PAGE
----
Would you live directly above busy train service in the capital? A new report says that space above London's railway lines could be used for more than 250,000 new apartments.
What’s the latest?
London’s housing shortage could be eased if 250,969 new apartments were built directly above railway lines, according to a report by engineering consultants WSP.
The so-called ‘rail overbuild’ involves constructing homes in the space above a station, rail tracks and adjacent land.
In the capital’s case, homes could potentially be built above all rail tracks in Transport for London’s (TfL) fare zones 1-6, said the report, where there were no breaks in the track made by tunnels, roads or bridges, and where there were 10 metres of land available on both sides of the line.
The space could be turned into apartment buildings up to 12 storeys high, to allow for the development of 100 sq m flats, said WSP.
Its study pinpointed the London boroughs of Brent, Ealing and Croydon, and TfL Zones 2, 3 and 4 as providing the best ‘overbuild’ development potential.
What’s the point of the study?
London needs 50,000 new homes every year until 2025, just to keep up with housing demand. Yet, between April 2016 and March 2017 only 6,423 homes (affordable and open market) were completed. "Making up the shortfall therefore demands inventive approaches such as rail overbuild,” said WSP.
Network Rail appointed the consultants to study whether developing the space above railway lines was feasible. It found that building over rail infrastructure would allow more people to live in the capital, particularly as London workers often face lengthy daily commutes, on overcrowded services.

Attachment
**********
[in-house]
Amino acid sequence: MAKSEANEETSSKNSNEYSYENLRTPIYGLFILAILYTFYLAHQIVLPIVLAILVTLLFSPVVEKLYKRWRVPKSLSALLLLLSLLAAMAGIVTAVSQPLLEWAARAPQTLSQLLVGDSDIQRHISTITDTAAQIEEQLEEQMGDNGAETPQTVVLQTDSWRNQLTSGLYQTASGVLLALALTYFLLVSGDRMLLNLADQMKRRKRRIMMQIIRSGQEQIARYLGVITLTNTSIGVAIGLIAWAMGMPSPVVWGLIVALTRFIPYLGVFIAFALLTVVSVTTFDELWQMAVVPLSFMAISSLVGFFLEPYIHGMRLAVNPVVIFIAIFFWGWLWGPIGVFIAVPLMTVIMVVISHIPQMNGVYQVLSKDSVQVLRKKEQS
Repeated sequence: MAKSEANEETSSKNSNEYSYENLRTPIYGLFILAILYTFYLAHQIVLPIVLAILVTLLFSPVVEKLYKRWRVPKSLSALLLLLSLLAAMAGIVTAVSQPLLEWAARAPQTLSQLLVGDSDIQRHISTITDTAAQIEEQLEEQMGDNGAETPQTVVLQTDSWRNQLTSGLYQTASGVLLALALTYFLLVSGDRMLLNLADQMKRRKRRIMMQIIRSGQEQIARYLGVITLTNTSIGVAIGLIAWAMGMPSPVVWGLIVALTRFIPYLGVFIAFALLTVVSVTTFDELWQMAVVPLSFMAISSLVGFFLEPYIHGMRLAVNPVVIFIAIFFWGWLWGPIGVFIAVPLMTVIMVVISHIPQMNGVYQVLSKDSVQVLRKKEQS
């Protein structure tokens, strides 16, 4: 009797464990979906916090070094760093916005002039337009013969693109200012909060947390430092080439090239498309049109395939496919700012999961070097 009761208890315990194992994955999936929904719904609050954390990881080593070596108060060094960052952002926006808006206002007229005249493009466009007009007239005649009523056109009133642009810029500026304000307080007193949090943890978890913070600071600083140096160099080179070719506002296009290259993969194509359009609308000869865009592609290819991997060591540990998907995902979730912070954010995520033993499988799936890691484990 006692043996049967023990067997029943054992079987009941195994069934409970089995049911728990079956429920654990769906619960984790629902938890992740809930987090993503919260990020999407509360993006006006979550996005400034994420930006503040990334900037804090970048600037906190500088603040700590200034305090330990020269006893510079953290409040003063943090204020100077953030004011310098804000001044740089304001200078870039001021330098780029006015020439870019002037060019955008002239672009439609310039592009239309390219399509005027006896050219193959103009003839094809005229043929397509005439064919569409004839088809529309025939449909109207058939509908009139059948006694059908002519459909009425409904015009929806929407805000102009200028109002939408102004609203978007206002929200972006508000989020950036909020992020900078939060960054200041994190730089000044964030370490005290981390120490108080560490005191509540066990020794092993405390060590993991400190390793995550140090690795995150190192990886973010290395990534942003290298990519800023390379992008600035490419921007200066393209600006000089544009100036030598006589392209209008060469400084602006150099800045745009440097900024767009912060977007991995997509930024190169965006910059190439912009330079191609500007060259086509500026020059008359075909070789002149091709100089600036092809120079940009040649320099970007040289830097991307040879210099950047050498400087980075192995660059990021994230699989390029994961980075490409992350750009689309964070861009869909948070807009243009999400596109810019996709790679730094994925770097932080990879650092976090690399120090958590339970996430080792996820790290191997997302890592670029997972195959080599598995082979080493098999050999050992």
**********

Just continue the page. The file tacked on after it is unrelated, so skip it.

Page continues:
A separate study released by the Trades Union Congress said Londoners have the longest commute time in the country, taking an avearage one hour, 21 minutes to get to and from work each day.
Is such development possible?
Bill Price, WSP director said: “The engineering is absolutely possible and not new. We have been working on developments of this nature in New York [two 20-storey apartment buildings in Park Lane] for decades.
“Right now in London we are working on a variety of projects that rise above railway lines, including a 50-storey residential tower, homes above a new Crossrail station and even a Premier League stadium.”
Who owns the space over the lines?
Railway land owners normally have 'air rights' above their real estate.
Wouldn’t people be disturbed by the trains?
WSP said that building above lines calls for certain engineering techniques, to help reduce noise and vibrations from trains travelling below such developments.
In brief, a ‘rail box’ with reinforced solid concrete would be constructed straddling the railway corridor. This would allow train services to run in a totally enclosed environment as normal below, while providing space for residential development above.
Top 3 takeaways
- 250,969 new apartments could be built above railway lines in London
- Buildings up to 12 storeys high could be developed
- 'Rail overbuild' could offer a feasible solution to capital's housing shortage
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